Have you ever wondered whether your professor leaned right or left politically? This election season, MIT faculty and staff have given more than $300,000 in direct financial contributions to the presidential campaigns since April 2011, according to public data provided by the Federal Election Commission.
Among the contributors to Barack Obama’s presidential campaign were 379 MIT employees, who donated a total of $283,370. That’s over 15 times more than the same total for former Massachusetts Governor Mitt Romney’s campaign — $18,357 — donated by 14 MIT employees.
Individual contributors typically donated multiple times over several months. The average MIT employee who donated to Obama donated on four separate occasions, for an average total of $739 per individual. The average amount given by individual Romney donors was higher, at $1,311. However, in both campaigns the smaller donations were more numerous — the median total individual contribution was $350 for Obama and $750 for Romney. Thirty-seven of the 379 people who gave to Obama donated less than $100 total.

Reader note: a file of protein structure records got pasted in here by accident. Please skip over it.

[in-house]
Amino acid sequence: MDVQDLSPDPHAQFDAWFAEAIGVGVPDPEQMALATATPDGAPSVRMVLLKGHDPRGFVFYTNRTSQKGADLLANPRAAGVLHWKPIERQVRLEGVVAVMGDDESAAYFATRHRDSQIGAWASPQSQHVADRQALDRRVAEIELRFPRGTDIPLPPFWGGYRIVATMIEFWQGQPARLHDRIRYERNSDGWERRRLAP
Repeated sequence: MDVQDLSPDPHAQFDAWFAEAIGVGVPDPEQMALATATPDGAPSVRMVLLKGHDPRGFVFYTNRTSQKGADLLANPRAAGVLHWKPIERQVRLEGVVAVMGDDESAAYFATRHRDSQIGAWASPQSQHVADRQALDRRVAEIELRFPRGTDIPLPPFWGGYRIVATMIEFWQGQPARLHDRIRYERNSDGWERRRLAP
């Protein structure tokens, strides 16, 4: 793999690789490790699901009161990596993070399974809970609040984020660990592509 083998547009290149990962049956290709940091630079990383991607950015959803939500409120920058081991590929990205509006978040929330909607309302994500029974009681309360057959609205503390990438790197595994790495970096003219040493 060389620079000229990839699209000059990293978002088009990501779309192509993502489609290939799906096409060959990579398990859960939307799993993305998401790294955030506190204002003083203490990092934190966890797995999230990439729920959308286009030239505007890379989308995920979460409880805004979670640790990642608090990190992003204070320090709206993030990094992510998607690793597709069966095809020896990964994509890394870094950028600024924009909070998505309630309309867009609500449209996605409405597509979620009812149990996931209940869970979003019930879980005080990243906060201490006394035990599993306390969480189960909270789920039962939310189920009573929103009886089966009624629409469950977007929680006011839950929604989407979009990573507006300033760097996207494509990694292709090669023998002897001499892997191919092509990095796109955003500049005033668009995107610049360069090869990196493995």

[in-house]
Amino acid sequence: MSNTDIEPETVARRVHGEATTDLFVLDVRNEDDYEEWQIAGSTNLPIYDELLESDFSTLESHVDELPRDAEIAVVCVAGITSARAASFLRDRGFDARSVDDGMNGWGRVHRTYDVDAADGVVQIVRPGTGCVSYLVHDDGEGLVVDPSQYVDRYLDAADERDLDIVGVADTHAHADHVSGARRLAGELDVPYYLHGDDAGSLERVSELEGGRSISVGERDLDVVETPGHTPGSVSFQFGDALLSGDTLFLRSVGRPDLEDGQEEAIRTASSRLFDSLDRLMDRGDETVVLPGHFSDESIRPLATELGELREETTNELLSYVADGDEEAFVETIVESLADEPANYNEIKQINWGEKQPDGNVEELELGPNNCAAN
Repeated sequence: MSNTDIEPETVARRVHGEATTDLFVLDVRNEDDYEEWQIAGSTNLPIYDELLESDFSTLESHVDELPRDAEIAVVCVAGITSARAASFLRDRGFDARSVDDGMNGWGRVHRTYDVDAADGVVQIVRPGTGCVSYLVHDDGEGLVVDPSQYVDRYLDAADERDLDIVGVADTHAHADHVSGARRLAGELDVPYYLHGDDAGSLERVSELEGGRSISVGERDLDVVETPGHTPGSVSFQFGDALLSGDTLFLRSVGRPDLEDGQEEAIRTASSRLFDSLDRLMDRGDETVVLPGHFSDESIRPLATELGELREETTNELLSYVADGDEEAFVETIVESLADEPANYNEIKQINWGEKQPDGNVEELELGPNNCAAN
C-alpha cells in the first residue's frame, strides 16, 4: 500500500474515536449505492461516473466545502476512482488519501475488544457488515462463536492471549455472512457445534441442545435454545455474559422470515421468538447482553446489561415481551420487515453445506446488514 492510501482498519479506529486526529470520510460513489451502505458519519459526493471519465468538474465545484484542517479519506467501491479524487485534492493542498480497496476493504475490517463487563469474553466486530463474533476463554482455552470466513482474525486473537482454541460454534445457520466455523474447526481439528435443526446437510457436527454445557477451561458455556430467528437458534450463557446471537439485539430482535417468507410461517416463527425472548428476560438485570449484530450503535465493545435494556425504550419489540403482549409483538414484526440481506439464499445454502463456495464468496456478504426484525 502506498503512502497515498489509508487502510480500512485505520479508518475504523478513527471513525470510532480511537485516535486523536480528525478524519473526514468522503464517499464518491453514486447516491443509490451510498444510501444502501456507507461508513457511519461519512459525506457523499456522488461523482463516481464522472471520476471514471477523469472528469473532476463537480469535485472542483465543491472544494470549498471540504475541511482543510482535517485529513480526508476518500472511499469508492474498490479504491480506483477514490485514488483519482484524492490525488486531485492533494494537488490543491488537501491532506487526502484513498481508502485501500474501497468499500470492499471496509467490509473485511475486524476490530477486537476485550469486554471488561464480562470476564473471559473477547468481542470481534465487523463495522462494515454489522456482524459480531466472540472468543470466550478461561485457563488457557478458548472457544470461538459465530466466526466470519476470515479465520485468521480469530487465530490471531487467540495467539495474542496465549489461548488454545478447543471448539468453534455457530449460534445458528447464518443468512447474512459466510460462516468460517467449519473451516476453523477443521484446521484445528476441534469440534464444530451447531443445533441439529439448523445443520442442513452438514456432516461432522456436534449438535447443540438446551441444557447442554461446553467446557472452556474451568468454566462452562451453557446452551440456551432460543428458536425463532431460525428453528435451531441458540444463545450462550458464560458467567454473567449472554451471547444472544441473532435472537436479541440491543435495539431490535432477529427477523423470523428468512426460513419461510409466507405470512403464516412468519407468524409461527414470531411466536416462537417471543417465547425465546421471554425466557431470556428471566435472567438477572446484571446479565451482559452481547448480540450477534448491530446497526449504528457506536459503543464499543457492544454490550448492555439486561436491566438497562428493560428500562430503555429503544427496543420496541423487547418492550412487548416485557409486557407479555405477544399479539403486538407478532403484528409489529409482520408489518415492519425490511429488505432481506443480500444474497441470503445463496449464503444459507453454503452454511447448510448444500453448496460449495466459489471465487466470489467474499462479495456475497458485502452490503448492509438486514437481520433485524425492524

These numbers do not include donations to political action committees, or PACs, which are independent organizations that support particular candidates. This election cycle marked the first time super PACs were allowed to raise unlimited amounts of money from donors who could effectively be kept anonymous, so it is possible that MIT faculty or staff made significant contributions that are not reflected here.
In 2008, MIT employees gave a total of $664,000 to Barack Obama and John McCain, a figure which includes contributions to PACs (before super PACs could raise unlimited sums). Obama raised $620,000 from MIT employees, 14 times more than given to McCain — a similar Democrat-Republican ratio to that of the current cycle.
Harvard employees donated $579,865 to Obama, not quite 10 times the amount they gave to Romney, $60,636, according to The Harvard Crimson. Obama and Romney are both Harvard alumni.
Obama’s campaign has raised $637.3 million for this election, compared to $388.1 million by Mitt Romney, according to The New York Times. But the major super PAC supporting Romney raised much more than a super PAC for Obama — $131.6 million to 63.7 million, respectively.
Ethan Solomon, John Hawkinson, and Joanna Kao contributed reporting.